You're the one to choose it. The, so this week I want to be in the office two days next week. I don't want to be next week, fall after that. And I want to, I want to go to Europe, it's giving the flexibility for the employee themselves to choose versus the company going okay. The three, two model. And again, we'll probably talk about that as well. but kind of pulling off to another question from the companies who were using Cafés so far, what have you been seeing from the company executive side? or there are companies really looking to get into in regards to hybrid? Is it keeping that central headquarters where people can come into however often they want, are they moving more towards a hub and spoke model? I know a standard chartered bank in England is I think it was very famous for this getting, getting rid of their central headquarters and getting, a relationship with Regis and getting local, coworking spaces so they can work wherever they want. Or it's kind of the third model of some of these companies that, that we have also had on the show, like kettle space, where you can kind of book a space at a hotel lobby or a Café or a restaurant or a bar, kind of these undervalued underused spaces. What are you, what are you seeing so far from the people that you're speaking to of what is their interest? What does that office look like in a hybrid model?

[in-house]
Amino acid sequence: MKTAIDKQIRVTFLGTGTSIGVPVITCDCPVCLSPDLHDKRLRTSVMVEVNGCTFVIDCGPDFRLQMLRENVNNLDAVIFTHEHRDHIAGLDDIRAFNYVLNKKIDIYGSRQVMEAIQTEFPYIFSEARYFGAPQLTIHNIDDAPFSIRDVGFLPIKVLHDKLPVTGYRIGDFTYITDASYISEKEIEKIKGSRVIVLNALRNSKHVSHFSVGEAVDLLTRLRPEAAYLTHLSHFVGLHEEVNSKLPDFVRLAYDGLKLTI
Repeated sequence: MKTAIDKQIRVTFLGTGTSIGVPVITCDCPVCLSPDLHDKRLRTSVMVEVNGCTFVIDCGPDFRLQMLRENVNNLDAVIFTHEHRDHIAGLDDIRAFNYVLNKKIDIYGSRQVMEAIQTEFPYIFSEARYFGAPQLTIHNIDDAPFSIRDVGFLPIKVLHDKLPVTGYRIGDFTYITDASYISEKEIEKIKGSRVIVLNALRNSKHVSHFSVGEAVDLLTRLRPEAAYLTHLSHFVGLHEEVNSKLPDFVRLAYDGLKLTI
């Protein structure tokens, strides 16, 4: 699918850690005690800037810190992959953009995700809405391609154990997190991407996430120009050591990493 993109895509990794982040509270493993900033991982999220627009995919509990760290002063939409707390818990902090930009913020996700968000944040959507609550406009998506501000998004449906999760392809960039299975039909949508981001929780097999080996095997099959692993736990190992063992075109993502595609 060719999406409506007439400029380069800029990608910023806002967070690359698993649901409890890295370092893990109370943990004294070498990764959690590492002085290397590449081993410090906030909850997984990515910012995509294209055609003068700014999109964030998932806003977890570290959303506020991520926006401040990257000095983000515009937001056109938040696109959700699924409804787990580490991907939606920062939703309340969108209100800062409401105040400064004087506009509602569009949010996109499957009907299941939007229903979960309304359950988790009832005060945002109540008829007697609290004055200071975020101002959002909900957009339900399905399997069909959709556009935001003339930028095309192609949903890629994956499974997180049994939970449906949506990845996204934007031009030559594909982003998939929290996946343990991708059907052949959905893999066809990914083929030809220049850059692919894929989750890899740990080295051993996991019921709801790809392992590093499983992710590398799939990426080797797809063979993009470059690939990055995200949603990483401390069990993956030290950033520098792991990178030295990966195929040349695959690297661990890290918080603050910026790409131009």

[Danielle] Yeah. so it definitely ranges. but mostly I would say that our clients are very aligned with the remote first idea. I think it is getting a little bit harder to maintain that approach because leader, a lot of leaders just don't understand it yet. they're not comfortable with the idea and a relinquishing control and putting trust in employees, which is like a sad reality, but like, it is a reality that we have to work with and yeah, and, it's, it's a progression, you know, like nothing good ever comes super quick, everything good, like happens with time. and actually I wrote a post today on LinkedIn about sort of this, you know, personally, I, I used to be this special kid. I needed more time to, to really process my thoughts and, and read and comprehend. And, I used to think that that was a really bad thing, but in reality, now that I look back and now here I am today, like a talented writer and like, I love reading and writing.